Endpoint Protector just launched the new versions for Ubuntu and openSUSE of its Device Control and Data Loss Prevention solution, Endpoint Protector 4. With the new launched version, Endpoint Protector is virtually platfom-independent.
Endpoint Protector 4 is available as Hardware and Virtual Appliance, with support for Windows, Mac OS X and Linux Ubuntu 10.04 LTS and openSUSE 11.4. The data and device security solution ensures a complete and proactive protection against both inside and outside threats for organizations in an easy, but highly efficient manner with seamless integration and no operating system constraints. For more details, please visit: http://www.endpointprotector.com/en/index.php/products/endpoint_protector
Stolen hardware, and particularly laptops, is still a very common cause for data breaches, especially when it comes to hospitals and other healthcare companies. Three recent incidents have all involved patient details being exposed to identity theft, fraud and other risks, after being taken together with laptops held in medical offices.
While in some cases the stolen portable computers happened to be password protected, none of them had been encrypted to better prevent access to stolen private records. Read more
The biggest challenge of securing modern IT infrastructures is to protect networks that mix different platforms and operating systems. CoSoSys has always considered this challenge when releasing a new version of their endpoint security and data loss prevention solutions, making them available for Windows, Mac and Linux. The same holds true for the freshly released EasyLock version 2, the software developer’s portable data protection solution.
This enhanced new version offers full support for cross-platform data encryption between Windows, Mac OS X and Linux openSUSE and Ubuntu. EasyLock 2 comes with military-grade protection for data stored on USB flash drives and other portable storage devices through its 256bit AES encryption. It also allows cross platform mobility by enabling users to protect their files when in transit and to easily access them on different operating systems. Read more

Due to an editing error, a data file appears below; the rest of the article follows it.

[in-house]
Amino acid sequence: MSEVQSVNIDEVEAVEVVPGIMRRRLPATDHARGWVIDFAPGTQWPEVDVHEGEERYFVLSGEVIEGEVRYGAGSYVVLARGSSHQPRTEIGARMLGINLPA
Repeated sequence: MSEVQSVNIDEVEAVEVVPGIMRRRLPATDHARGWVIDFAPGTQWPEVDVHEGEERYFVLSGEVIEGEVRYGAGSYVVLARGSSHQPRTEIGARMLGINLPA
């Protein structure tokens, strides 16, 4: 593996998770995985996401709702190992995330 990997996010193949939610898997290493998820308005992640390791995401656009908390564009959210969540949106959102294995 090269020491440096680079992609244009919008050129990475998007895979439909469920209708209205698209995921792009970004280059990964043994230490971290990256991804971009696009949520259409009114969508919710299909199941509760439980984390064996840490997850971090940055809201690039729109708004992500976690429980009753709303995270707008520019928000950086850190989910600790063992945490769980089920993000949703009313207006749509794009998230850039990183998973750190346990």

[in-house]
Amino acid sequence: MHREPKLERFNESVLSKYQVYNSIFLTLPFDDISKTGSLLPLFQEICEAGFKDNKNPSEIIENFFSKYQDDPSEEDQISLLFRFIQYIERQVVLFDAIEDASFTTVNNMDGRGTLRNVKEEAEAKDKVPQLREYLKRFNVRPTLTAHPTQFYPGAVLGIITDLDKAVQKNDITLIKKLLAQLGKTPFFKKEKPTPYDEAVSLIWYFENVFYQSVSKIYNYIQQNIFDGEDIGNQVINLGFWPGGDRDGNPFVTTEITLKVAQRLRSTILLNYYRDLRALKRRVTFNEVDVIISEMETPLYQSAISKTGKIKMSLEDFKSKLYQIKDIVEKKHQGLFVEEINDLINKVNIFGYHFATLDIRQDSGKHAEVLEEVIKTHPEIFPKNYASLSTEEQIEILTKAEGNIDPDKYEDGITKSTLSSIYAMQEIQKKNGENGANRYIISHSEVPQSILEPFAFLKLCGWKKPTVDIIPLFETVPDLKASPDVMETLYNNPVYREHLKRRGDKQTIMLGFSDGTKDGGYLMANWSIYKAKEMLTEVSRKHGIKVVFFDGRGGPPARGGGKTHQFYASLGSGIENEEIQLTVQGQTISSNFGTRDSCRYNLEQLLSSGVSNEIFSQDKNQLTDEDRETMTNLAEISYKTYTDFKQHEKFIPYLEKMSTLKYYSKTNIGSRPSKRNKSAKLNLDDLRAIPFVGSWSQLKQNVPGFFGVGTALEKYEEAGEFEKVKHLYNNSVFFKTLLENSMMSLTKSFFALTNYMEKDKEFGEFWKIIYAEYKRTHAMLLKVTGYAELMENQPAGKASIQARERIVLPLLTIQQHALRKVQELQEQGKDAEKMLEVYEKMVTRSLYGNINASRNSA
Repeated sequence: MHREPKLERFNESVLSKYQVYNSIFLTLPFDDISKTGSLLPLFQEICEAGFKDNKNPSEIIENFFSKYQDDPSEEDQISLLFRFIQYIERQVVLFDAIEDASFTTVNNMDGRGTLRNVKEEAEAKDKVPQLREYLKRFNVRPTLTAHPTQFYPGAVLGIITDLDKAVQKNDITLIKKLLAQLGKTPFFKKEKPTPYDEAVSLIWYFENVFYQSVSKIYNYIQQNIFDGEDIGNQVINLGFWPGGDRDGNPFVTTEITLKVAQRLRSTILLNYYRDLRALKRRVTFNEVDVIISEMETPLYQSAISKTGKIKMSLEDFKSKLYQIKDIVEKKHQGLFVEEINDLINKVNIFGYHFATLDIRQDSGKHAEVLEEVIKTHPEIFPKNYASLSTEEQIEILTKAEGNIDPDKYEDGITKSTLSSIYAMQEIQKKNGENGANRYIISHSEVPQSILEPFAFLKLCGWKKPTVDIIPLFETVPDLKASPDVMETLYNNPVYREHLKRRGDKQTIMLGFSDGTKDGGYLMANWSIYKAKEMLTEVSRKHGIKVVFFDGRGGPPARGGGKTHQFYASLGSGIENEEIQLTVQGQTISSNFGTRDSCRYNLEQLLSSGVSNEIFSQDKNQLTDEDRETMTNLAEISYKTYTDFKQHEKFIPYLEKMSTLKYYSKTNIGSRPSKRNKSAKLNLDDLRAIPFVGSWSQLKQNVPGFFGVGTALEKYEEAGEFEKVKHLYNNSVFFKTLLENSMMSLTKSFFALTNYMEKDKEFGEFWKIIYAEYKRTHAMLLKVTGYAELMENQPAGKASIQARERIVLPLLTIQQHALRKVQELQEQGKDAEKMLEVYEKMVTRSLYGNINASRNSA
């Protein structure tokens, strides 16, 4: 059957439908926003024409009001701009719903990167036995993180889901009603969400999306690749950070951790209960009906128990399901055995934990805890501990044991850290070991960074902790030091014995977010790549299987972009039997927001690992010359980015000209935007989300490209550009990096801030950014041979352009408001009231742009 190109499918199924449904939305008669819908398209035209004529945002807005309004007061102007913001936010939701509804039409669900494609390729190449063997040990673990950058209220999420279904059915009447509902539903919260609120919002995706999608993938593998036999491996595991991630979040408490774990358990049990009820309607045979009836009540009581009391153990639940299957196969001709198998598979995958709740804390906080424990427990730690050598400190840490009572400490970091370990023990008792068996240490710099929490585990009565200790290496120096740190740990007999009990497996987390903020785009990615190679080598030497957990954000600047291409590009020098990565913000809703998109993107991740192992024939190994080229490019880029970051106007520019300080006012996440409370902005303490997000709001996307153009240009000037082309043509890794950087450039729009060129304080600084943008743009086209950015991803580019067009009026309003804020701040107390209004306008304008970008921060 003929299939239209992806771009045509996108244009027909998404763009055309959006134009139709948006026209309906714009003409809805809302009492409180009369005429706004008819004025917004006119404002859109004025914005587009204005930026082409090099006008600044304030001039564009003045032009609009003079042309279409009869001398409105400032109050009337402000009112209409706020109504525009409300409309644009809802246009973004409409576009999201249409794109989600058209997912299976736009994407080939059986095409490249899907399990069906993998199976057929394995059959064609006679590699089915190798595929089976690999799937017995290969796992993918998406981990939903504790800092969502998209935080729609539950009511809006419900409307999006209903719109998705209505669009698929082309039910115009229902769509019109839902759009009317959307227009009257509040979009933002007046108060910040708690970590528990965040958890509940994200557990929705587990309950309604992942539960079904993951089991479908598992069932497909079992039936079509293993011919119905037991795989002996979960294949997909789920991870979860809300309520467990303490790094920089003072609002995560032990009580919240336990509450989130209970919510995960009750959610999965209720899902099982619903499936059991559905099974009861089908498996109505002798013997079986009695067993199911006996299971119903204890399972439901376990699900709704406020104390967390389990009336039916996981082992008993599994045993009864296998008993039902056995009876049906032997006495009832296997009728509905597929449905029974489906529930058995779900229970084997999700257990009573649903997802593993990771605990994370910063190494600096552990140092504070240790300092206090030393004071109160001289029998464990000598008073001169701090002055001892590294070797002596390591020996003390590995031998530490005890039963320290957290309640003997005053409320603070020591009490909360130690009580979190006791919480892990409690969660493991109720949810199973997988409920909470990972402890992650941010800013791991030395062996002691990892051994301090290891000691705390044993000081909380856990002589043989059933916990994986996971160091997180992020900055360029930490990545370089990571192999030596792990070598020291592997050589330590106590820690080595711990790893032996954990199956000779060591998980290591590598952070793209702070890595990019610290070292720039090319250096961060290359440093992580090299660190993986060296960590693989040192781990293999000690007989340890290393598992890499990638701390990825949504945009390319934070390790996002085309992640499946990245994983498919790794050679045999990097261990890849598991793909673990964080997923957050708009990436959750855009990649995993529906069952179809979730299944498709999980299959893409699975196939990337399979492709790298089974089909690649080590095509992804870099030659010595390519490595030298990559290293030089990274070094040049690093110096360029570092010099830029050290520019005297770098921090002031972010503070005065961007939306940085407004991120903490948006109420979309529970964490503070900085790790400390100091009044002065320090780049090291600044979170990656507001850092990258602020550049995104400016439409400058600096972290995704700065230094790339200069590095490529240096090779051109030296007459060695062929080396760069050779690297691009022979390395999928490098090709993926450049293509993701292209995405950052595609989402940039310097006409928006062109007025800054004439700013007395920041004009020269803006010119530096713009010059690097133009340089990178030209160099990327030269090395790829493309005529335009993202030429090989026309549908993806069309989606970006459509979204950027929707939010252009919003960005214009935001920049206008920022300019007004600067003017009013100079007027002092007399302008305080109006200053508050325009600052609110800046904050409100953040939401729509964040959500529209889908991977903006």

The ICO conducted an investigation on a case of hardware loss in May at the Rochdale Metropolitan Borough Council. The incident consisted in the loss of an unencrypted memory stick by a Council’s finance department employee, stick which contained names, addresses and payment details for 18.000 residents. The missing hardware was not found to the date.
The investigation concluded that the Rochdale Council has breached the Data Protection Act by not providing employees with encrypted memory sticks (although it was a known fact that these devices would be used to transfer private information) and by not training their employees to properly use portable devices for work purposes.
Sally Anne Poole, ICO’s head of enforcement qualifies this mishap as ‘unacceptable’ and says ‘This incident could have been easily avoided if adequate security measures had been in place.’ in a quote by eWeek.
The measures taken by the ICO in this case consist of signing an undertaking of actions to take to implement data protection policies by 31st March 2012.
Let’s hope that more than one private data handling organization learns from this incident and encrypts their portable devices using proper solutions.
A whole lot was written on loss/theft of hardware (laptops, USB sticks, external hard drives, etc.) and we had thought that organizations would learn their lesson and encrypt sensitive data on such supports. Apparently, things aren’t quite like that and two recent incidents come to prove it.
A resident student at Vancouver Coastal Health lost a laptop and a USB stick (there is a high probability that the hardware was stolen) at the Toronto Airport. The information stored on the drives was password protected but it wasn’t encrypted.
A Vancouver Coastal Health official calls the incident ‘unfortunate’ and says that ‘This is the way physicians and other health care workers need to do their job. They need to use these devices.’ He admits that many professionals use laptops and that the agency has some issues handling mobile technologies.
Another mishap took place in the United Kingdom and the theft of a laptop that stored personal information of 100 young people who participated in inclusion programs. This laptop was in the house of a contractor of the Newcastle Youth Offending Team organization. The ICO (Information Commissioner’s Office) has established a fine for this organization for not encrypting the data. According to Sally-Anne Poole ‘Encryption is a basic procedure and an inexpensive way to ensure that information is kept secure.’ She underlines the fact that organizations working with contractors must make sure that the latter ones align to their security policies.
Let’s hope that at least legal constraints will force private data handlers to implement solutions and politics to maintain their data safe and secure.